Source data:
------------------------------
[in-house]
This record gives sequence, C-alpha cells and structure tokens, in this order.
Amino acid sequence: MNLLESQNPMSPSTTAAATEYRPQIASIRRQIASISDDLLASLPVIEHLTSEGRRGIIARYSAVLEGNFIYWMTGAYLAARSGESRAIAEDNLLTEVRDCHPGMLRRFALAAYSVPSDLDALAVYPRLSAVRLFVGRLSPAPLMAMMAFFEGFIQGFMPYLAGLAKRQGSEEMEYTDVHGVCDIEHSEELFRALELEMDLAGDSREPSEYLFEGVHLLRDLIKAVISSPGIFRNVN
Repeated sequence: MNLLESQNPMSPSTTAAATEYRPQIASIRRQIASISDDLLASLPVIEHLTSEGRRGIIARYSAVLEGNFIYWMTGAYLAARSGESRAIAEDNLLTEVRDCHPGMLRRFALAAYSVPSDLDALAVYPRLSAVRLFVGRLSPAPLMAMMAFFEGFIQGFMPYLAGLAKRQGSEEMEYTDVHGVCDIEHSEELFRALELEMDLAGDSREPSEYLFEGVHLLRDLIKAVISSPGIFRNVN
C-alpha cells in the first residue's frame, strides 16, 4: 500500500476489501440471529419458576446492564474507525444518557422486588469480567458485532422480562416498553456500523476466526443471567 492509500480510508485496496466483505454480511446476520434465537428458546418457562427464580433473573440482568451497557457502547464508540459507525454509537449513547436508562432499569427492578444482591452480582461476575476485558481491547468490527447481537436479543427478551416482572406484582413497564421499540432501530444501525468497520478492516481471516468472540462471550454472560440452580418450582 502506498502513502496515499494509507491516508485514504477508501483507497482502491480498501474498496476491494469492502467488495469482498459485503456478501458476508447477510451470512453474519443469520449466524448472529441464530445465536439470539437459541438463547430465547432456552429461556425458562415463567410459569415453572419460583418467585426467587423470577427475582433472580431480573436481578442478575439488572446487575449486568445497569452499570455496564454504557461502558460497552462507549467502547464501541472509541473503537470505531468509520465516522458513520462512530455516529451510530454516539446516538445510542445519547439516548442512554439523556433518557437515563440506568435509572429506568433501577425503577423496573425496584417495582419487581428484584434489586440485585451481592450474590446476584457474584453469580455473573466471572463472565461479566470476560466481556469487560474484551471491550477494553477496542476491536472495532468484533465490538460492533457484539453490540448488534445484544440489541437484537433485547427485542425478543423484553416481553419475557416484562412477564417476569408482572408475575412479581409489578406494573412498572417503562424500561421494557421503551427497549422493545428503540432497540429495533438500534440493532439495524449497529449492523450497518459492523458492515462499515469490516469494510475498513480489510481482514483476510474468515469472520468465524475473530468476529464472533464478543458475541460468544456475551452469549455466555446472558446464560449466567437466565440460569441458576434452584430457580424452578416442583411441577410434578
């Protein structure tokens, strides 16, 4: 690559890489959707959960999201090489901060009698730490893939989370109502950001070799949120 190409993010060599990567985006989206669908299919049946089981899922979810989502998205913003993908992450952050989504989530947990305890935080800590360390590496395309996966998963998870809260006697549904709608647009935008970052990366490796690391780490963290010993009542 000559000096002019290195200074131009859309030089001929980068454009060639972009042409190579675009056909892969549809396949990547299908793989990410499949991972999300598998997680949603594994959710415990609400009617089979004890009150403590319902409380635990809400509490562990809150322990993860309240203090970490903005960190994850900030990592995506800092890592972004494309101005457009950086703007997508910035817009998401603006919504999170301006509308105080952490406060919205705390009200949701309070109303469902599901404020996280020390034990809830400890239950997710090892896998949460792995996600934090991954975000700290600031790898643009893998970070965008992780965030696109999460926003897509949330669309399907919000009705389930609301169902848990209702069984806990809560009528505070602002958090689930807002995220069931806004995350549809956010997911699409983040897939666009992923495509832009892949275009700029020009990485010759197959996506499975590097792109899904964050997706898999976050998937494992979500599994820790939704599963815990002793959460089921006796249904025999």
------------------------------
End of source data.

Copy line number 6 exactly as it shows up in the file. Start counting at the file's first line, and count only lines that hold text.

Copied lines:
């Protein structure tokens, strides 16, 4: 690559890489959707959960999201090489901060009698730490893939989370109502950001070799949120 190409993010060599990567985006989206669908299919049946089981899922979810989502998205913003993908992450952050989504989530947990305890935080800590360390590496395309996966998963998870809260006697549904709608647009935008970052990366490796690391780490963290010993009542 000559000096002019290195200074131009859309030089001929980068454009060639972009042409190579675009056909892969549809396949990547299908793989990410499949991972999300598998997680949603594994959710415990609400009617089979004890009150403590319902409380635990809400509490562990809150322990993860309240203090970490903005960190994850900030990592995506800092890592972004494309101005457009950086703007997508910035817009998401603006919504999170301006509308105080952490406060919205705390009200949701309070109303469902599901404020996280020390034990809830400890239950997710090892896998949460792995996600934090991954975000700290600031790898643009893998970070965008992780965030696109999460926003897509949330669309399907919000009705389930609301169902848990209702069984806990809560009528505070602002958090689930807002995220069931806004995350549809956010997911699409983040897939666009992923495509832009892949275009700029020009990485010759197959996506499975590097792109899904964050997706898999976050998937494992979500599994820790939704599963815990002793959460089921006796249904025999």